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当前版本: jessabethany ,

文本:

I was going to suggest pry damage at the battery connector. I work a lot on the iPad mini and I've seen what I call "fingernail damage" at the battery connector a few times. On the mini, one of the local capacitors near the battery connector is required for the 'gas gauge' function of the iPad. If it is knocked off, the iPad will actually charge okay and discharge okay, but the battery percentage will never change---it is just frozen at the same value before the damage occured. You can get into a boot loop (like you're describing here) when the actual battery percentage is too low to support keeping the iPad powered on, but the iPad doesn't "know" that the battery is low. No logic is engaged to prompt the user to charge, no low battery icon etc. If you charge the battery up some, then the auto boot problem disappears, but the battery percentage does not change.
-All of this is fixed by simply replacing the missing capacitor on the mini, and voila, back to normal.
+All of this is fixed by simply replacing the missing filter on the mini, and voila, back to normal.
The iPhone 5 may have a similar problem with pry damage at battery connector. In addition, the iPhone 5 has a usb charging ic near the A6 chip that acts as a charging system 'fuse' and can be damaged which will cause the phone to report that it is charging when it is not.
I try not to be too spammy on these threads, but if you're having trouble finding someone local to help you with a board-level repair, feel free to drop me an email via my profile.
jessa

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open

原帖由: jessabethany ,

文本:

I was going to suggest pry damage at the battery connector.  I work a lot on the iPad mini and I've seen what I call "fingernail damage" at the battery connector a few times.  On the mini, one of the local capacitors near the battery connector is required for the 'gas gauge' function of the iPad.  If it is knocked off, the iPad will actually charge okay and discharge okay, but the battery percentage will never change---it is just frozen at the same value before the damage occured.  You can get into a boot loop (like you're describing here) when the actual battery percentage is too low to support keeping the iPad powered on, but the iPad doesn't "know" that the battery is low.  No logic is engaged to prompt the user to charge, no low battery icon etc.  If you charge the battery up some, then the auto boot problem disappears, but the battery percentage does not change.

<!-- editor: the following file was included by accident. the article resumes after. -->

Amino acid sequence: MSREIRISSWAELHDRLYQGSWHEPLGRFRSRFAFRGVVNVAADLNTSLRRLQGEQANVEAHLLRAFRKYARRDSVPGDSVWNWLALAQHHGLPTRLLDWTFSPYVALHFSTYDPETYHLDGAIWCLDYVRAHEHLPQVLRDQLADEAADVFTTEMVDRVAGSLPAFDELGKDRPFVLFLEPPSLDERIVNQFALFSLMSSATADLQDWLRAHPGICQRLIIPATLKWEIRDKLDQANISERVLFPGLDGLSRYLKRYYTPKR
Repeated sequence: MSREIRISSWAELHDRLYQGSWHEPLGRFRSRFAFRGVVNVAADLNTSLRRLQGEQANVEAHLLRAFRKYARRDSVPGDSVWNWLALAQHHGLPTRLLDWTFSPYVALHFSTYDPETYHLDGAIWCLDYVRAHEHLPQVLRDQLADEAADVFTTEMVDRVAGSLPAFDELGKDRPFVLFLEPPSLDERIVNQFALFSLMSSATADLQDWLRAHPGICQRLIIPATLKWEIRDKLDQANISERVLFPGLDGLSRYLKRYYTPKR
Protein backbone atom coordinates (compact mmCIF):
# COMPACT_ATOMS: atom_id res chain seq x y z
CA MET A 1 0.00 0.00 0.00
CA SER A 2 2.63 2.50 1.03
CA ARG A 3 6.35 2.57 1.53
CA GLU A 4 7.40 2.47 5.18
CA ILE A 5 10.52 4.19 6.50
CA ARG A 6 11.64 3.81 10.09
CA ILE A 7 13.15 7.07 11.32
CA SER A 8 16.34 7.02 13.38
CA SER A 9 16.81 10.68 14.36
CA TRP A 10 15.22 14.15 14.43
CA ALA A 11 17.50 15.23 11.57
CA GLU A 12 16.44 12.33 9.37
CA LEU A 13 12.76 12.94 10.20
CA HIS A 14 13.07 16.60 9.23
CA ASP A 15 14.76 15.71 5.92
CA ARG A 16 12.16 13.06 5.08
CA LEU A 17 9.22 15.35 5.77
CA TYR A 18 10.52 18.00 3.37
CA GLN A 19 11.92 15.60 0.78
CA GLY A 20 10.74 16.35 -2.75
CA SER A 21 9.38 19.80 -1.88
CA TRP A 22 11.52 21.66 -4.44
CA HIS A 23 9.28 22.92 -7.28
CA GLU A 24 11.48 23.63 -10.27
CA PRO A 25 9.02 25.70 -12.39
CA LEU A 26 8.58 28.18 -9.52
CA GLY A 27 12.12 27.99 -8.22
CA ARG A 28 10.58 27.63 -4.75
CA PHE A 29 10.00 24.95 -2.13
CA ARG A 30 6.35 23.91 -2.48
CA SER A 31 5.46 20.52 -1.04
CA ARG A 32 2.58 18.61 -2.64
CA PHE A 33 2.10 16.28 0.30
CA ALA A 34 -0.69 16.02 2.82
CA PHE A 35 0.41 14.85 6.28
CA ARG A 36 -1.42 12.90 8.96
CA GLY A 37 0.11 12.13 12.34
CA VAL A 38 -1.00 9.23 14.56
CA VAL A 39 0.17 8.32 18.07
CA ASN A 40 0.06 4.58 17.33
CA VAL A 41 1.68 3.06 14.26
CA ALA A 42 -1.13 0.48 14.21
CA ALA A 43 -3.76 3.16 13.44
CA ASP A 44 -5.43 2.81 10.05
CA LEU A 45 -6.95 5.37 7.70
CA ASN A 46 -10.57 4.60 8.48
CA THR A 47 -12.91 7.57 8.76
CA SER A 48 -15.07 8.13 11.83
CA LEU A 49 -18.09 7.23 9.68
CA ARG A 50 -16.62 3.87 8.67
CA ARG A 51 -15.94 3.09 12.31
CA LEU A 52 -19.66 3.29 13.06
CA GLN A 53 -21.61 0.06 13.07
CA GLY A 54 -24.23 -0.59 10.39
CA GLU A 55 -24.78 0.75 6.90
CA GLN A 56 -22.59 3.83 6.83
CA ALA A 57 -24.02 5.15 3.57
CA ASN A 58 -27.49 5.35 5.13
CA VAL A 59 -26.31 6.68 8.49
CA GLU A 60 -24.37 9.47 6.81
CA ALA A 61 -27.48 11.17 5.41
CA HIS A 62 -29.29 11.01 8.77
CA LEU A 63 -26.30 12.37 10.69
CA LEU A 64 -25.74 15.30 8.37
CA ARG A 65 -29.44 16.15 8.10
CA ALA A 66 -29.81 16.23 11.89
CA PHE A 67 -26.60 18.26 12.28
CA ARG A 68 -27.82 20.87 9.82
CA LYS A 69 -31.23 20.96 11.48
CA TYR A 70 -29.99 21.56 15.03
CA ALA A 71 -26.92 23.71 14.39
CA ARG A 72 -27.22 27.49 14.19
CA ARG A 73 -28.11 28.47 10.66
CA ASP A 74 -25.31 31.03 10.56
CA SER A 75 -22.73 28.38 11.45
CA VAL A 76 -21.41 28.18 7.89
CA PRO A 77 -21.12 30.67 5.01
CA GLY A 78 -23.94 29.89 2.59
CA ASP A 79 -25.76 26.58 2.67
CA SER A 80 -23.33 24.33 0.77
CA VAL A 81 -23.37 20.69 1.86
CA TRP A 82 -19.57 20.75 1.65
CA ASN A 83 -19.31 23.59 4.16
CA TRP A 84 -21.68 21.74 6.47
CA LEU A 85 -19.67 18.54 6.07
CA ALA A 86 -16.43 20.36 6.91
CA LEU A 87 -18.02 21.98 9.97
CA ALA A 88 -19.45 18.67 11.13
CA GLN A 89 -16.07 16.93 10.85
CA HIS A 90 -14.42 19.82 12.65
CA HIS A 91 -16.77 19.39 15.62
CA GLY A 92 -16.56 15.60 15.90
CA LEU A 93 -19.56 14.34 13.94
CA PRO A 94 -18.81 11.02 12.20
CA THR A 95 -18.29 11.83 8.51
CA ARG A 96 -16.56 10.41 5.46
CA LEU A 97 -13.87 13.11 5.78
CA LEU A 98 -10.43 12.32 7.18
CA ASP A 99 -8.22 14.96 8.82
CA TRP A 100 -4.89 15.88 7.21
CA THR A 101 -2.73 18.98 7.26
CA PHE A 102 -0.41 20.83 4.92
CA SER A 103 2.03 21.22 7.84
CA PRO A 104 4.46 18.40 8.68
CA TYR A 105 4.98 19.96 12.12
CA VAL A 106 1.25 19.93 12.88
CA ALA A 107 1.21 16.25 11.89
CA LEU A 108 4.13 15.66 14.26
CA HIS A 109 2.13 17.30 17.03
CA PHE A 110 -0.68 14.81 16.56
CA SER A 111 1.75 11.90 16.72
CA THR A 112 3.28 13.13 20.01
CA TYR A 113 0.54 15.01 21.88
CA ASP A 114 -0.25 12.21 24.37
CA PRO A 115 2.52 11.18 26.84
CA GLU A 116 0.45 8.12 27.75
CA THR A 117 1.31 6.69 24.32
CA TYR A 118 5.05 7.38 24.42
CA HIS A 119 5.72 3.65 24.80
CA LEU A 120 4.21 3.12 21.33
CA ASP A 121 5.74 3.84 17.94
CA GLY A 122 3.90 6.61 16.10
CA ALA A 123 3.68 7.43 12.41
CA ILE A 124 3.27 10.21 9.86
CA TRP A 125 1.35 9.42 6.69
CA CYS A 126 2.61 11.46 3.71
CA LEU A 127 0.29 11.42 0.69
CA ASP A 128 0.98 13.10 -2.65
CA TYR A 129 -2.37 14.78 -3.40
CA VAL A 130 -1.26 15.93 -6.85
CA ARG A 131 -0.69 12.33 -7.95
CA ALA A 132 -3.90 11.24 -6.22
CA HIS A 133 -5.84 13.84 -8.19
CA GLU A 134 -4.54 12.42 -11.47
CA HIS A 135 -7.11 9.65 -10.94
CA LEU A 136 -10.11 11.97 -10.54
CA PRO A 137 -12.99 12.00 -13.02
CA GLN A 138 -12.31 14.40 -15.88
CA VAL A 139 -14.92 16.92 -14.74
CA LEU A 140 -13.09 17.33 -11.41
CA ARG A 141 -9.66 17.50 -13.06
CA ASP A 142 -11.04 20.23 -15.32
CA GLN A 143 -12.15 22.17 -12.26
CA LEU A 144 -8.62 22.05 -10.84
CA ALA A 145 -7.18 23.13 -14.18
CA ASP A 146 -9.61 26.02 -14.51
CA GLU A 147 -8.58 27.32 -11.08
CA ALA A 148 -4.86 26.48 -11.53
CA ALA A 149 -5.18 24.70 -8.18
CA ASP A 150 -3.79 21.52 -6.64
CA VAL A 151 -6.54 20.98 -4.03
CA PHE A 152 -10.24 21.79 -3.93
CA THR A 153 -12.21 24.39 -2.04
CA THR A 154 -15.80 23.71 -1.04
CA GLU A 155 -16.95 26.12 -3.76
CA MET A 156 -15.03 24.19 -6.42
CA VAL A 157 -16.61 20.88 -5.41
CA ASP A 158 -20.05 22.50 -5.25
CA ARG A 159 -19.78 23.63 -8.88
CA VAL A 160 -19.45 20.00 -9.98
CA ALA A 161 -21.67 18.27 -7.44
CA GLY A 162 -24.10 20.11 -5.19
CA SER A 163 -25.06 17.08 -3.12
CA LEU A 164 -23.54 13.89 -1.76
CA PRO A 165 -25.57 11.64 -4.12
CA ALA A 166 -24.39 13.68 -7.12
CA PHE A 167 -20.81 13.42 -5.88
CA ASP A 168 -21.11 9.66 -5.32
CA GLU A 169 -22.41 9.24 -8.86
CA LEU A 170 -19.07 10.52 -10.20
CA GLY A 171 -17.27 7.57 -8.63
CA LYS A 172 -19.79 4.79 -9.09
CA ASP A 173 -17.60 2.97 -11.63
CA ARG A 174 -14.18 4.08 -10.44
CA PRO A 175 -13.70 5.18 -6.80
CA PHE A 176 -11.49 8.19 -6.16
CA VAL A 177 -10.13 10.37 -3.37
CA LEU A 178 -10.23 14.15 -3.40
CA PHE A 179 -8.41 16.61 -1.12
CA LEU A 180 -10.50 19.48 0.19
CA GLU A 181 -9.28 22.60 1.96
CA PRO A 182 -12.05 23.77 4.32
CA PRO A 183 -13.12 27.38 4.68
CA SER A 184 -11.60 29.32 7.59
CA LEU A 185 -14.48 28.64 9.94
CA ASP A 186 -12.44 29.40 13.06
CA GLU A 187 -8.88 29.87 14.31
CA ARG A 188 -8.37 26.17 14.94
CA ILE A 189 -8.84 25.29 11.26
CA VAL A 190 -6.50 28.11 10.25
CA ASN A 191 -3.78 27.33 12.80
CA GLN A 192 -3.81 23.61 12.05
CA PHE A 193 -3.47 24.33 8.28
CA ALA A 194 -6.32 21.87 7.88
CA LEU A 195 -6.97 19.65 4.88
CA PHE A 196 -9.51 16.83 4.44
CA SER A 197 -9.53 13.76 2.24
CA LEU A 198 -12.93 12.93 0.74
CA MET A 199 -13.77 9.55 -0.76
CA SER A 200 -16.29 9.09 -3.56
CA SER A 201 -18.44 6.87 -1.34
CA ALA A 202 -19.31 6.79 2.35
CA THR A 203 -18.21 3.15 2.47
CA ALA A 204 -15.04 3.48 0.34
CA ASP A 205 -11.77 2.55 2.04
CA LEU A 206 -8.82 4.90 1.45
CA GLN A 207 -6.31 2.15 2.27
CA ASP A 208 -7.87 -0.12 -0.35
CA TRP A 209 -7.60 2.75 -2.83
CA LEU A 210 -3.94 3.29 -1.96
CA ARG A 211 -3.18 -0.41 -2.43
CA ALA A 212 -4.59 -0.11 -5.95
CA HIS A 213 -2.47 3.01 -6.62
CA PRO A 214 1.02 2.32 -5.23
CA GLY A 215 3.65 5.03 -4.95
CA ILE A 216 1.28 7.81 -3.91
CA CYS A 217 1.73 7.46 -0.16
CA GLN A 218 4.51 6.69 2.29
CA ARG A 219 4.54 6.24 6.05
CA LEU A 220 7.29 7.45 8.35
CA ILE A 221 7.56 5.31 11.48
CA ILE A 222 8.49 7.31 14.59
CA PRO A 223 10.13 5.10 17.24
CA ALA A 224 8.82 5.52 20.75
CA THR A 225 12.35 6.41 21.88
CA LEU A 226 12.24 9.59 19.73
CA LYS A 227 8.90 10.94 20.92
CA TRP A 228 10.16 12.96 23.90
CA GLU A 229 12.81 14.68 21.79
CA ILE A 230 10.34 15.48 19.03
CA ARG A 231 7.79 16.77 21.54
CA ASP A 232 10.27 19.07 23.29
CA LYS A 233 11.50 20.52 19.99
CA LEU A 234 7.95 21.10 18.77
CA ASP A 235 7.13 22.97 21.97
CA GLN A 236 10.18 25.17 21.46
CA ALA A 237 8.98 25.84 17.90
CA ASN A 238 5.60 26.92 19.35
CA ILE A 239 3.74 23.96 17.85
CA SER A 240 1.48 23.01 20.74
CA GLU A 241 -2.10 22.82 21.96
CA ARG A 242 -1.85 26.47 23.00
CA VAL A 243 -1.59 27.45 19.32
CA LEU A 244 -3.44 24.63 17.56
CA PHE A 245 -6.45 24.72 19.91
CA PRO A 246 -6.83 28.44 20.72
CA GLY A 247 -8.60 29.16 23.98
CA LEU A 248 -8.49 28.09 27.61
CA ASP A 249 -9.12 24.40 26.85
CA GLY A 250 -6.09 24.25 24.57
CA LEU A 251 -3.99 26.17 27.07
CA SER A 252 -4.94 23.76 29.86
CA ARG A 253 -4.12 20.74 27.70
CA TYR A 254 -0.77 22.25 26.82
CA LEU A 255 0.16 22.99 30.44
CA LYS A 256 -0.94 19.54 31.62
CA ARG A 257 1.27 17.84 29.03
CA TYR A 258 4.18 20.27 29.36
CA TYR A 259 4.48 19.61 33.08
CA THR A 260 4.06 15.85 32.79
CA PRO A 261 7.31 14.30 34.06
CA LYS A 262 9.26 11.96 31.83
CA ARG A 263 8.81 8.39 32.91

All of this is fixed by simply replacing the missing capacitor on the mini, and voila, back to normal.

The iPhone 5 may have a similar problem with pry damage at battery connector.  In addition, the iPhone 5 has a usb charging ic near the A6 chip that acts as a charging system 'fuse' and can be damaged which will cause the phone to report that it is charging when it is not.

I try not to be too spammy on these threads, but if you're having trouble finding someone local to help you with a board-level repair, feel free to drop me an email via my profile.

jessa

状态:

open